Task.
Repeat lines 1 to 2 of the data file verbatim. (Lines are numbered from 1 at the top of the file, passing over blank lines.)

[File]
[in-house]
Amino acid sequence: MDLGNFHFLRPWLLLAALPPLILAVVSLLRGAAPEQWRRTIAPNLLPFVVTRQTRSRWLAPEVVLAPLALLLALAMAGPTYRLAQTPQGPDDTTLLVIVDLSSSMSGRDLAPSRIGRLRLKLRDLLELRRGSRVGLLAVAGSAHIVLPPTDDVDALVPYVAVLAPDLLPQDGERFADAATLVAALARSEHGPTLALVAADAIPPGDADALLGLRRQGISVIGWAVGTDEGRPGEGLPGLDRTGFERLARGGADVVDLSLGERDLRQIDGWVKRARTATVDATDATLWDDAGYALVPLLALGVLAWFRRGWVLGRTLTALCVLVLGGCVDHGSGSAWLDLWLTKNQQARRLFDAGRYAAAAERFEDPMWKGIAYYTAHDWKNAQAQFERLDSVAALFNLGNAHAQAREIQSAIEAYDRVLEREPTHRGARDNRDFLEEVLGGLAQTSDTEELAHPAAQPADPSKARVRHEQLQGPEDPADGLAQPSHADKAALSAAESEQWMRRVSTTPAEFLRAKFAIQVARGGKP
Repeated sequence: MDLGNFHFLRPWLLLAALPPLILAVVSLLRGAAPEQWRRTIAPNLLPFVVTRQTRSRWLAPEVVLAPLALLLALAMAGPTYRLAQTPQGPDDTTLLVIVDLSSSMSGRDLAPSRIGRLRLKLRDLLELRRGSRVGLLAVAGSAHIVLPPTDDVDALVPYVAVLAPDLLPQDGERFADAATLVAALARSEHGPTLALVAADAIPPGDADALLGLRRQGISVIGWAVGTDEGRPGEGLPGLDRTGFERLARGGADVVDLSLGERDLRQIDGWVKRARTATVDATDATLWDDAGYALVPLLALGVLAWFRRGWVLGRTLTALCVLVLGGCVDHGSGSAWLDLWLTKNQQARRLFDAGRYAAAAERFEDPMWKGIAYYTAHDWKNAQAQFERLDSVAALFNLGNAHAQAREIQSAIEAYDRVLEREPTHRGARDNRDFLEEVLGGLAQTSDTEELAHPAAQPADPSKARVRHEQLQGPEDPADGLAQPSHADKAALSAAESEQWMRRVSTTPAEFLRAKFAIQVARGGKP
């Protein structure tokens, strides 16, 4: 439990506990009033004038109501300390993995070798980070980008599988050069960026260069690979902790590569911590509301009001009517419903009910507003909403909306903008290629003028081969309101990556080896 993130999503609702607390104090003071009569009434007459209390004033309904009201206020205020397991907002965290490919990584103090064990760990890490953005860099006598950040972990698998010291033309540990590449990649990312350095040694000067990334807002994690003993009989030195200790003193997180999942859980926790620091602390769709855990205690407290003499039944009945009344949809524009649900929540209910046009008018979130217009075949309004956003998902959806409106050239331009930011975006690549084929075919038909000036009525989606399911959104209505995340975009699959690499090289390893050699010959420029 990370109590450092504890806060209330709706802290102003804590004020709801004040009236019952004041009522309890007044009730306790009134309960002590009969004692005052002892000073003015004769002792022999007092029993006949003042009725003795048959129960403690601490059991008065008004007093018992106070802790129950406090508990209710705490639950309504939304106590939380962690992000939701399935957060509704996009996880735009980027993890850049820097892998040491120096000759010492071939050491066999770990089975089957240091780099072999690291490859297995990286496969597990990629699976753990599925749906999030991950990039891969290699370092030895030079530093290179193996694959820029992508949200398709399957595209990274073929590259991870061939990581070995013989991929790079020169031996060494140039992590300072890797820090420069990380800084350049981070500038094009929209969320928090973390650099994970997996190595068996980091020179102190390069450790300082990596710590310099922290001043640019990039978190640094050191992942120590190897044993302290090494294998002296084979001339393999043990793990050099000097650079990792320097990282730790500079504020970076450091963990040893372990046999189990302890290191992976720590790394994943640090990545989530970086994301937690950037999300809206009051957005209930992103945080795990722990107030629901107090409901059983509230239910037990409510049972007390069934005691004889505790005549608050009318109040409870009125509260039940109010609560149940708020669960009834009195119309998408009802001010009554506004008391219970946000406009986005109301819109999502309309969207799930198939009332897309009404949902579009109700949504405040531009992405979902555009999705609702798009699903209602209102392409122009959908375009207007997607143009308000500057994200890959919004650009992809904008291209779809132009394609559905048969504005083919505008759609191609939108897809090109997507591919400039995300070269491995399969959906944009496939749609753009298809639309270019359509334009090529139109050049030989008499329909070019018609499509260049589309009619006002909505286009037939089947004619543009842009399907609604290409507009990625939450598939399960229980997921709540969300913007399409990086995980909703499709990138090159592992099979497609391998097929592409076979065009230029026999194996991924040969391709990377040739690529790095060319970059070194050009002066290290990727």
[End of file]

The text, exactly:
[in-house]
Amino acid sequence: MDLGNFHFLRPWLLLAALPPLILAVVSLLRGAAPEQWRRTIAPNLLPFVVTRQTRSRWLAPEVVLAPLALLLALAMAGPTYRLAQTPQGPDDTTLLVIVDLSSSMSGRDLAPSRIGRLRLKLRDLLELRRGSRVGLLAVAGSAHIVLPPTDDVDALVPYVAVLAPDLLPQDGERFADAATLVAALARSEHGPTLALVAADAIPPGDADALLGLRRQGISVIGWAVGTDEGRPGEGLPGLDRTGFERLARGGADVVDLSLGERDLRQIDGWVKRARTATVDATDATLWDDAGYALVPLLALGVLAWFRRGWVLGRTLTALCVLVLGGCVDHGSGSAWLDLWLTKNQQARRLFDAGRYAAAAERFEDPMWKGIAYYTAHDWKNAQAQFERLDSVAALFNLGNAHAQAREIQSAIEAYDRVLEREPTHRGARDNRDFLEEVLGGLAQTSDTEELAHPAAQPADPSKARVRHEQLQGPEDPADGLAQPSHADKAALSAAESEQWMRRVSTTPAEFLRAKFAIQVARGGKP